From the Back Cover
The Book that Launched Value Investing, with Guidance and Insights that Stand the Test of Time
Security Analysis: The Classic 1951 Edition provides a rare glimpse into the fundamental building blocks of modern value investing, with insights and strategies for the modern individual investor that are as valuable today as they were more than half a century ago. It brings Benjamin Graham's proven methods for measuring asset values and cash flows, still the centerpiece of value investing worldwide, to today's investment professionals.
Focused on common stocks as a sound investment alternative for individual investors, this classic volume features:
- Expanded material on stockholder-management relations--vitally important in today's era of improved corporate governance and stockholder empowerment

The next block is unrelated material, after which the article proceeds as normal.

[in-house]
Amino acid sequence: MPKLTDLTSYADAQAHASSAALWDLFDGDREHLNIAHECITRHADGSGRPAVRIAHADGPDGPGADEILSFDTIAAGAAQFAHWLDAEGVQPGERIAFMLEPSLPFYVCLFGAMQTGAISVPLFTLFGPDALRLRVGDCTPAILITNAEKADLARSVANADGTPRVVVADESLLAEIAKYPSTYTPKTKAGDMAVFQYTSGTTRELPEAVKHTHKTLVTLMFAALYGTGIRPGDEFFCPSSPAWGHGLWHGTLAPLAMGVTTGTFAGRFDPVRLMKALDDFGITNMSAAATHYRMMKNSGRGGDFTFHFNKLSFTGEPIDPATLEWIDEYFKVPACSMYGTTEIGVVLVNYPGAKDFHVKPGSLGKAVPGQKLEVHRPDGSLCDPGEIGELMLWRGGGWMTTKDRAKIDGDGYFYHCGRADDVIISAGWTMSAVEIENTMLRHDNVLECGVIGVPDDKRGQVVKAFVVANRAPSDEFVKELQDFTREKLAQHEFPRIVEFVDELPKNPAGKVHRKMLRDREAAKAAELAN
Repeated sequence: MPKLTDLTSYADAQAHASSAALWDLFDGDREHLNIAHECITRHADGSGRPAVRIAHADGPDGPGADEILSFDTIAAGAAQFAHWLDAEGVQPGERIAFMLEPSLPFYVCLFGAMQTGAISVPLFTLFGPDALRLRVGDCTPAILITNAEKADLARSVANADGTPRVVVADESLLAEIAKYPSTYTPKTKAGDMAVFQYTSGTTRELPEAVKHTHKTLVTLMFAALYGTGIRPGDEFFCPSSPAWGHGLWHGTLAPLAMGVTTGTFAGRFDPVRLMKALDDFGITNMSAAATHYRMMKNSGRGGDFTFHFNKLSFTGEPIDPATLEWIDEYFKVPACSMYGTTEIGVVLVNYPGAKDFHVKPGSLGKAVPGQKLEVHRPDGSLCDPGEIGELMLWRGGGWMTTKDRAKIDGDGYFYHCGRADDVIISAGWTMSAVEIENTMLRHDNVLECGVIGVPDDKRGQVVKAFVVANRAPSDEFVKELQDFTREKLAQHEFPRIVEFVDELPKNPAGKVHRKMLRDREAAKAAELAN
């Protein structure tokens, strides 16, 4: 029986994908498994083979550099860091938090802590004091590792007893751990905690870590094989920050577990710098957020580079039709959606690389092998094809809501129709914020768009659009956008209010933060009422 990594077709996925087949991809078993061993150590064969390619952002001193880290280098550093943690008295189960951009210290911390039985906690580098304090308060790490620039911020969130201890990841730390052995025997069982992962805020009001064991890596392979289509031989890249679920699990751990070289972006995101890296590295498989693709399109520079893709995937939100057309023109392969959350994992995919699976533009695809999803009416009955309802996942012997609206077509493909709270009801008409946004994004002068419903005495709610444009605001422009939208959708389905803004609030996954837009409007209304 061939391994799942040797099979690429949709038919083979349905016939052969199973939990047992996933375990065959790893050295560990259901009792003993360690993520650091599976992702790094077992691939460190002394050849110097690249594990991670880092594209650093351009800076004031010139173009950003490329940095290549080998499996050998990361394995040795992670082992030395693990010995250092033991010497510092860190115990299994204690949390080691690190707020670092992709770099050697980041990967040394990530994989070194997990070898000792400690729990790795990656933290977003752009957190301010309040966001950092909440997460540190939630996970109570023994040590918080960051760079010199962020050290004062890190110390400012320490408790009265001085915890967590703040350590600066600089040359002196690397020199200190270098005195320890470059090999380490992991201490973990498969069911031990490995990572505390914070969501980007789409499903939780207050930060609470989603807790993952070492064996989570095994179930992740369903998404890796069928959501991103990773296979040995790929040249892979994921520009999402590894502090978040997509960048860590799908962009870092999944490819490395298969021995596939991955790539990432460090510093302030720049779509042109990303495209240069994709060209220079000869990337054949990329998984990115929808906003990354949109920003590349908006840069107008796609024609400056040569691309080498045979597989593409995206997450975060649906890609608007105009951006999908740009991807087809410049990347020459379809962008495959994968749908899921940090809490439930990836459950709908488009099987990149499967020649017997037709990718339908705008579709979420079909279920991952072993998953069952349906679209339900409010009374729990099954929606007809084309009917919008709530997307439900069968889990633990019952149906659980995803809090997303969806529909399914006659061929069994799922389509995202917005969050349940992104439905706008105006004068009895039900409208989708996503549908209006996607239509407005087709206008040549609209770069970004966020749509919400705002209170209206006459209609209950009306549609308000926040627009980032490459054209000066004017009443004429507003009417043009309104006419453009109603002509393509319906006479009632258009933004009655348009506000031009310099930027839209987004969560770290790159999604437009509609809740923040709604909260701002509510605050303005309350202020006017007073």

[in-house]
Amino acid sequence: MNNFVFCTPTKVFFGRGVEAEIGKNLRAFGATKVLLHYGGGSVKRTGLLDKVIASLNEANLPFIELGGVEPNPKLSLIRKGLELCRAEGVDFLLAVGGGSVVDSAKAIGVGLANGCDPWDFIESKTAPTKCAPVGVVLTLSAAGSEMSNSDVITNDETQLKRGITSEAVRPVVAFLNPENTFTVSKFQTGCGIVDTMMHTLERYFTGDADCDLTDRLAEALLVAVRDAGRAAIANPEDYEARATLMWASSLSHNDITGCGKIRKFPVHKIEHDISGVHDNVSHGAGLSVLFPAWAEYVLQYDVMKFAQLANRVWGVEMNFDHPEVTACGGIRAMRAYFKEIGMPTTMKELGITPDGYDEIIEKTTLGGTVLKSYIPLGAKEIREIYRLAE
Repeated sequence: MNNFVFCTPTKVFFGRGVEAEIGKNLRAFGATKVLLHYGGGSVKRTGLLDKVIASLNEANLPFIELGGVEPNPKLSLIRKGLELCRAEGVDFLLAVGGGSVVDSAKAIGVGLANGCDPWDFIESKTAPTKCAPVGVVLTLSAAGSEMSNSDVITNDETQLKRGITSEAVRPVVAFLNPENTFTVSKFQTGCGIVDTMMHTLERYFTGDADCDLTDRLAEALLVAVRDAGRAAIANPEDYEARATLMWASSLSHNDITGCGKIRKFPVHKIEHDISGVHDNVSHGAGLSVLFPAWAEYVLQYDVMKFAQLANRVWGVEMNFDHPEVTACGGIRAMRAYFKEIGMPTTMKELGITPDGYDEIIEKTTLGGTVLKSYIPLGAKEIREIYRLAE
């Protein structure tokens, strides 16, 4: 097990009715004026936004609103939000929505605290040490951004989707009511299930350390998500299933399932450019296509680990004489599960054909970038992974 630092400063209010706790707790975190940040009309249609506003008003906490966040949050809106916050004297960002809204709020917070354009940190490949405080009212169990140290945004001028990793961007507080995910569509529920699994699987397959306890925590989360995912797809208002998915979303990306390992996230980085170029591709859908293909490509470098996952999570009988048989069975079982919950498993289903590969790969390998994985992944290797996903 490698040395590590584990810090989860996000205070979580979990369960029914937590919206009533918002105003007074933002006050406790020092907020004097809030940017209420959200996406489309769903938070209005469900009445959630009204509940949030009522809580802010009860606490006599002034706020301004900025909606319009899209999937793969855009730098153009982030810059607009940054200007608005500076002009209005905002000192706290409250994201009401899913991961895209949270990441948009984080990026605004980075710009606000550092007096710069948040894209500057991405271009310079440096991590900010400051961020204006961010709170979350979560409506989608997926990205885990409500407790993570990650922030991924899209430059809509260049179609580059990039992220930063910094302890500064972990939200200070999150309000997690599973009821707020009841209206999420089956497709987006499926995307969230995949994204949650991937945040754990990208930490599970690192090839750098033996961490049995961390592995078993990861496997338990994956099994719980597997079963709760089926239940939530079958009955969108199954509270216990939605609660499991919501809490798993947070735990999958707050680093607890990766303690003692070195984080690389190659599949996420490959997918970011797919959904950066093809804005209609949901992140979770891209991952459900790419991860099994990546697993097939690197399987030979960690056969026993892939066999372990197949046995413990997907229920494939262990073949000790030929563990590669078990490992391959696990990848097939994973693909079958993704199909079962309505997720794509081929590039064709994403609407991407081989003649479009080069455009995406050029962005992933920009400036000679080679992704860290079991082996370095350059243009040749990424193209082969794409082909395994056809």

- A step-by-step process for understanding income and balance sheets, and their direct relationship to future stock price appreciation
- Historically proven guidelines for recognizing, and capitalizing on, profitable opportunities in secondary, little-known issues
In the search for stocks poised to beat the market, basic techiques and strategies still work the best. Security Analysis: The Classic 1951 Edition shows you how to look beyond market noise and confusion to find undervalued stocks, and assemble a diversified portfolio that will provide you with outstanding profits today and in the years to come.
About the Author
Benjamin Graham is widely acknowledged to be the father of modern security analysis. The founder of the value school of investing and founder and former president of the Graham-Newman corporation investment fund, he taught at Columbia University's Graduate School of Business from 1928 through 1957. Graham popularized the examination of price-to-earnings (P/E) ratios, debt-to-equity ratios, divident records, book values, and earnings growth, and he also wrote the popular investors' guide The Intelligent Investor.
David Dodd was a colleague of Benjamin Graham's at Columbia University, where he was an assistant professor of finance.